In 1977, Roberts was elected vice president of District 17 and was reelected to the post in 1981. A year later, he became the vice president of the UMWA.
One of the highlights of his career was his "on-the-scene" presence as a lead negotiator in the unions 10 month strike against the Pittston Company in Carbo, Va. The company had cut off health benefits to retirees and was trying to get out of its obligations to the UMWA health and retirement funds.
"That was a very satisfying time in my career to be able to settle that dispute," pointed out the UMWA president.
For his efforts in the strike, Roberts was recognized with the Rainbow Coalition's Martin Luther King Award.
Roberts views the UMWA and labor unions in general as the harbinger of change in society.
"Over the years, our union has led the fight for the rights of all Americans," he stated. "First, there was the fight for equal rights for races. The union was formed by people from all different backgrounds. We have worked since the beginning with civil rights groups and on legislation pertaining to equal rights for everyone."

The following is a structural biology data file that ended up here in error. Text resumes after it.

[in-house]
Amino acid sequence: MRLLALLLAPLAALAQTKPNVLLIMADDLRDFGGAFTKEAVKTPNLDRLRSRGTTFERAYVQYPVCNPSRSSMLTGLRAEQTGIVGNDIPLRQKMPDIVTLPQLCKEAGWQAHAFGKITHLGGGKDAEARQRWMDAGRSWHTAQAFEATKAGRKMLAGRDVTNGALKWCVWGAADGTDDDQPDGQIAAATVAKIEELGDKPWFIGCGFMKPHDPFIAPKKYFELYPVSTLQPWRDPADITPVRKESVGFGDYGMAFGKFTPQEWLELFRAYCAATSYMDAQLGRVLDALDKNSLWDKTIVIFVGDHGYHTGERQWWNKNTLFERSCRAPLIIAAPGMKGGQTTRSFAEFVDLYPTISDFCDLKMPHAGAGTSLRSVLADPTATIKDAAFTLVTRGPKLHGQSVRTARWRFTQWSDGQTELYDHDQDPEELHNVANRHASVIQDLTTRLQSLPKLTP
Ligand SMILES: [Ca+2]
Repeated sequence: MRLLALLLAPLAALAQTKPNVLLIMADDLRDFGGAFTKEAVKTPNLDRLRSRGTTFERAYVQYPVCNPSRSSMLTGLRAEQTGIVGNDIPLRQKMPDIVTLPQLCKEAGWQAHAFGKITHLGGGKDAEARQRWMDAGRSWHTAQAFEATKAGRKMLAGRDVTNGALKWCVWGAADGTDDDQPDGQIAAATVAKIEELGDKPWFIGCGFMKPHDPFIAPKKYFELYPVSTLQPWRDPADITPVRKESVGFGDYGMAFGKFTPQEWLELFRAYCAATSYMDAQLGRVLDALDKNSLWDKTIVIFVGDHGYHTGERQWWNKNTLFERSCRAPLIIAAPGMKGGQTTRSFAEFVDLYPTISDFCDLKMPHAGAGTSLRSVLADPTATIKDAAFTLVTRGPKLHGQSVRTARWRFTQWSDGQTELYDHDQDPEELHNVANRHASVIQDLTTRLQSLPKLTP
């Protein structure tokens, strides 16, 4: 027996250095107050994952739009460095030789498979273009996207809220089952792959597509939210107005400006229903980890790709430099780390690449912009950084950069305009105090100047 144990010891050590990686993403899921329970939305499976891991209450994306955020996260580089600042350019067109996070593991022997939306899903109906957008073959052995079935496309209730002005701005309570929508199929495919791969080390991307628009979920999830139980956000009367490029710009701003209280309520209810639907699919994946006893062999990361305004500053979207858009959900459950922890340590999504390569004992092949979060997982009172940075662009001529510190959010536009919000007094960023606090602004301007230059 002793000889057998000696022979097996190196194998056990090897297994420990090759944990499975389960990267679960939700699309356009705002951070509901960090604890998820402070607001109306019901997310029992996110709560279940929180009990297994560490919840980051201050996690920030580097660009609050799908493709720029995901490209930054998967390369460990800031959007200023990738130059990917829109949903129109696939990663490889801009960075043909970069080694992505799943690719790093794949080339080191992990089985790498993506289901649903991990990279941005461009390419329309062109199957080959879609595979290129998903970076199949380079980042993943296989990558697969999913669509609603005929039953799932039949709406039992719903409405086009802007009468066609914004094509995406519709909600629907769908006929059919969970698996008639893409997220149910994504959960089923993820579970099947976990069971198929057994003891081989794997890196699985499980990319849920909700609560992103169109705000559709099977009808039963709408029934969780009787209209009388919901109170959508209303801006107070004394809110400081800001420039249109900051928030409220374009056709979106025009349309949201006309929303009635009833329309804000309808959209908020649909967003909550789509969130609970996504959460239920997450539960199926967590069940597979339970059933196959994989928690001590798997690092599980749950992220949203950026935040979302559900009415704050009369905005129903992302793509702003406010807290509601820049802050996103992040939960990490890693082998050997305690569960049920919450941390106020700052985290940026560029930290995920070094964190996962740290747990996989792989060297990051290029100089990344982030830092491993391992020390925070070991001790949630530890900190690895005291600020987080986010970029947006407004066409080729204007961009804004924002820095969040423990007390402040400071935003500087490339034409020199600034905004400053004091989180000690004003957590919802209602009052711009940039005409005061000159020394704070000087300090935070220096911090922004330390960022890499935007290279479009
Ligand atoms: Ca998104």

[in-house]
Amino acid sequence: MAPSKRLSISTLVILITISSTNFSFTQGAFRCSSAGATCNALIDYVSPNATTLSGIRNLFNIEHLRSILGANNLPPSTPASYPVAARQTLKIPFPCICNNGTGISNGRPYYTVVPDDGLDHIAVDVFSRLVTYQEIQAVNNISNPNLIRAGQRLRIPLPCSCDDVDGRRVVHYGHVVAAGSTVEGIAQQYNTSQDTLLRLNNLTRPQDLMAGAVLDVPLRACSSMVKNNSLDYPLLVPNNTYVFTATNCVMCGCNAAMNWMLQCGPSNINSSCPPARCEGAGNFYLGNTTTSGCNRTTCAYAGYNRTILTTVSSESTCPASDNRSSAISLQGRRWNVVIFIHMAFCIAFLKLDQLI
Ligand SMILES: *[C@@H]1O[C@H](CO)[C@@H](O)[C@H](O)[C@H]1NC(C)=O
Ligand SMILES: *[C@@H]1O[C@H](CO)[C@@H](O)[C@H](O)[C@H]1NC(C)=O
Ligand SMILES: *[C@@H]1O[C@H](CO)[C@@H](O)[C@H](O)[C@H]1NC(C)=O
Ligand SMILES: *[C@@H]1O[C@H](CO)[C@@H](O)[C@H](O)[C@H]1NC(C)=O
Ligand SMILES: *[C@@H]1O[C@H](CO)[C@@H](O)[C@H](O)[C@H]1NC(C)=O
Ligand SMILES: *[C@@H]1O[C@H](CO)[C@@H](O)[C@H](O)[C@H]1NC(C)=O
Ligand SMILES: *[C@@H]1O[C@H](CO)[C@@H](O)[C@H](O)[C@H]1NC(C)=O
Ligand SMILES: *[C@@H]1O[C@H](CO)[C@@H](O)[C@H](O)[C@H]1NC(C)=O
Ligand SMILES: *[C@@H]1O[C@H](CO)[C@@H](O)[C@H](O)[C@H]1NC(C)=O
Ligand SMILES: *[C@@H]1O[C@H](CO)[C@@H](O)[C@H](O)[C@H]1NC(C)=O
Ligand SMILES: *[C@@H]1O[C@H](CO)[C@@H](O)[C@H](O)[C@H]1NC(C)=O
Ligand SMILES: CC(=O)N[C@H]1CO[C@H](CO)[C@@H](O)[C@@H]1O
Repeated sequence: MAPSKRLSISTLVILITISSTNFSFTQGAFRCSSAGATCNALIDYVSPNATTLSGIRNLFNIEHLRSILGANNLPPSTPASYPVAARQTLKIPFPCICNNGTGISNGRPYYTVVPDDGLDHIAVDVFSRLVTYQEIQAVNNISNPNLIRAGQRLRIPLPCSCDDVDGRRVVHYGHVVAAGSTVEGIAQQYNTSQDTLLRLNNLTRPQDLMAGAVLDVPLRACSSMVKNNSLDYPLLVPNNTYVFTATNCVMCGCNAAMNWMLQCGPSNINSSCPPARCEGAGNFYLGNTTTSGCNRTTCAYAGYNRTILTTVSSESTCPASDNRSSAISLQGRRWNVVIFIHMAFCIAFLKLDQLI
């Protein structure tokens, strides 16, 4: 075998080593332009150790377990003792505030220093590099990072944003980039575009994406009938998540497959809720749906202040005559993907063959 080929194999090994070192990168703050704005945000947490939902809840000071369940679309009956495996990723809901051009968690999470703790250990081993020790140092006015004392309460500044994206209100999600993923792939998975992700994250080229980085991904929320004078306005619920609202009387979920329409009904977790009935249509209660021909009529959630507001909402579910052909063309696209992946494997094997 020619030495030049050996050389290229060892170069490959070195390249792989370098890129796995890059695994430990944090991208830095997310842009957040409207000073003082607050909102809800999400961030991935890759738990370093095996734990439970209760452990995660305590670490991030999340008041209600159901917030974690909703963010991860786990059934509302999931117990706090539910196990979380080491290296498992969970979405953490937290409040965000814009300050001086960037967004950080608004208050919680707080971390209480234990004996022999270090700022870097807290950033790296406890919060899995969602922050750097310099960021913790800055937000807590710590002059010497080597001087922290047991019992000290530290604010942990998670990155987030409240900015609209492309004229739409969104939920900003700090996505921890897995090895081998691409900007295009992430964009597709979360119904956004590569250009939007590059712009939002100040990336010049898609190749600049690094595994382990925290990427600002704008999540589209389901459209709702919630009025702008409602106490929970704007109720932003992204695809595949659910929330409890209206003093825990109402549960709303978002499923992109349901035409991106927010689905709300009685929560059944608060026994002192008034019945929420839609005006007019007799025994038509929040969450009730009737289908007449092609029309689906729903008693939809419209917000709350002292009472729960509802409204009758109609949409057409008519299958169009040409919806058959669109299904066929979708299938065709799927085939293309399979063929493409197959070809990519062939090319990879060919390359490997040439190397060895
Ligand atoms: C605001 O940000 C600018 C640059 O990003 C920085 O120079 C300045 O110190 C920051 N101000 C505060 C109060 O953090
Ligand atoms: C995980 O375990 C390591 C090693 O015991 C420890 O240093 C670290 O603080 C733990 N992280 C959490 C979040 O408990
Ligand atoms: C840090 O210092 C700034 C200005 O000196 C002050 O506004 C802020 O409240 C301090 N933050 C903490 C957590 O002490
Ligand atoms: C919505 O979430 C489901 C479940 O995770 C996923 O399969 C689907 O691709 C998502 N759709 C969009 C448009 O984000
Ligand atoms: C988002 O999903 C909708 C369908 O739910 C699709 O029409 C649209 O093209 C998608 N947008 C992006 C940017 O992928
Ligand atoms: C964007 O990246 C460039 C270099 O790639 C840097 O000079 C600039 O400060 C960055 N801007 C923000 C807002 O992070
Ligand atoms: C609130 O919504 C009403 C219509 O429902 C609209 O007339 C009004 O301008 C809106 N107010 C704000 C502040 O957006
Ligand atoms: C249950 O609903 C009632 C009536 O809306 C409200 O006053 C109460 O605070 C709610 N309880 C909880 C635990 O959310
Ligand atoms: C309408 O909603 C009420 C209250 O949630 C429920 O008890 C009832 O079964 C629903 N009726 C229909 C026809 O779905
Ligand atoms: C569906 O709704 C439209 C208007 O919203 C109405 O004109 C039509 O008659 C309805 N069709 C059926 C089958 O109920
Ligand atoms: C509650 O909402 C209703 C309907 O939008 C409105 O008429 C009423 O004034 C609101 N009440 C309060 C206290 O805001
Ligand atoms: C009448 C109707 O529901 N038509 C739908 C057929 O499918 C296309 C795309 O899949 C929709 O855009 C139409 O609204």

But Roberts sees two big problems on the horizon that all Americans are going to have to deal with, both of which have raised their ugly heads time and time again in different forms.
"The first problem is some kind of national health care program," indicated Roberts. "As a union, we have been fighting for health benefits for our members since the 1940s. But we also continue to work on legislation that affects everyone in the United States."
The UMWA president pointed out that some of the first health care programs were connected with union activity.
"John L. Lewis went out in the 1940s and built 10 hospitals in various places in the country to take care of workers" explained Roberts. "Some of those are still operating today, just under a different umbrella."
Roberts belives something must be done to resolve the dilemma created by the fact that 44 million Americans currently have no health care coverage.
"And that number grows all the time as we loose full time jobs to part time employment," commented the UMWA president. "Which brings up another problem; something I call deindustrialization."
Since the Sept. 11, 2000 disaster, one million Americans have lost jobs in the nation's manufacturing sector, he added.